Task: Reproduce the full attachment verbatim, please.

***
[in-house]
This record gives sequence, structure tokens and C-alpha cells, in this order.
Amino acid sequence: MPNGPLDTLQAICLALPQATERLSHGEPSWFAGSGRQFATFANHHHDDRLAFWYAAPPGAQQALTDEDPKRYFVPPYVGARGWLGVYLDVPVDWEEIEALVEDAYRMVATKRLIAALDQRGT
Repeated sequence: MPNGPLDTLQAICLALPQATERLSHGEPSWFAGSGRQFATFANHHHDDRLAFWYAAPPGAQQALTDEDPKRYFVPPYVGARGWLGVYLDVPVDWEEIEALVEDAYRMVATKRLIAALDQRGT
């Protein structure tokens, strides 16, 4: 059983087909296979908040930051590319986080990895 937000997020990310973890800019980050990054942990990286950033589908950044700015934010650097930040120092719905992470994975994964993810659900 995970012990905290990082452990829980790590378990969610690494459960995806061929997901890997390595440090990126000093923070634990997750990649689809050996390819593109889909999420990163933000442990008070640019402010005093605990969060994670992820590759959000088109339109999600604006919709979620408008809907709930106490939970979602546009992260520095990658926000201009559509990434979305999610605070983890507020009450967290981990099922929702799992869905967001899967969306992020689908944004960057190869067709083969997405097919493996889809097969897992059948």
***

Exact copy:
[in-house]
This record gives sequence, structure tokens and C-alpha cells, in this order.
Amino acid sequence: MPNGPLDTLQAICLALPQATERLSHGEPSWFAGSGRQFATFANHHHDDRLAFWYAAPPGAQQALTDEDPKRYFVPPYVGARGWLGVYLDVPVDWEEIEALVEDAYRMVATKRLIAALDQRGT
Repeated sequence: MPNGPLDTLQAICLALPQATERLSHGEPSWFAGSGRQFATFANHHHDDRLAFWYAAPPGAQQALTDEDPKRYFVPPYVGARGWLGVYLDVPVDWEEIEALVEDAYRMVATKRLIAALDQRGT
């Protein structure tokens, strides 16, 4: 059983087909296979908040930051590319986080990895 937000997020990310973890800019980050990054942990990286950033589908950044700015934010650097930040120092719905992470994975994964993810659900 995970012990905290990082452990829980790590378990969610690494459960995806061929997901890997390595440090990126000093923070634990997750990649689809050996390819593109889909999420990163933000442990008070640019402010005093605990969060994670992820590759959000088109339109999600604006919709979620408008809907709930106490939970979602546009992260520095990658926000201009559509990434979305999610605070983890507020009450967290981990099922929702799992869905967001899967969306992020689908944004960057190869067709083969997405097919493996889809097969897992059948």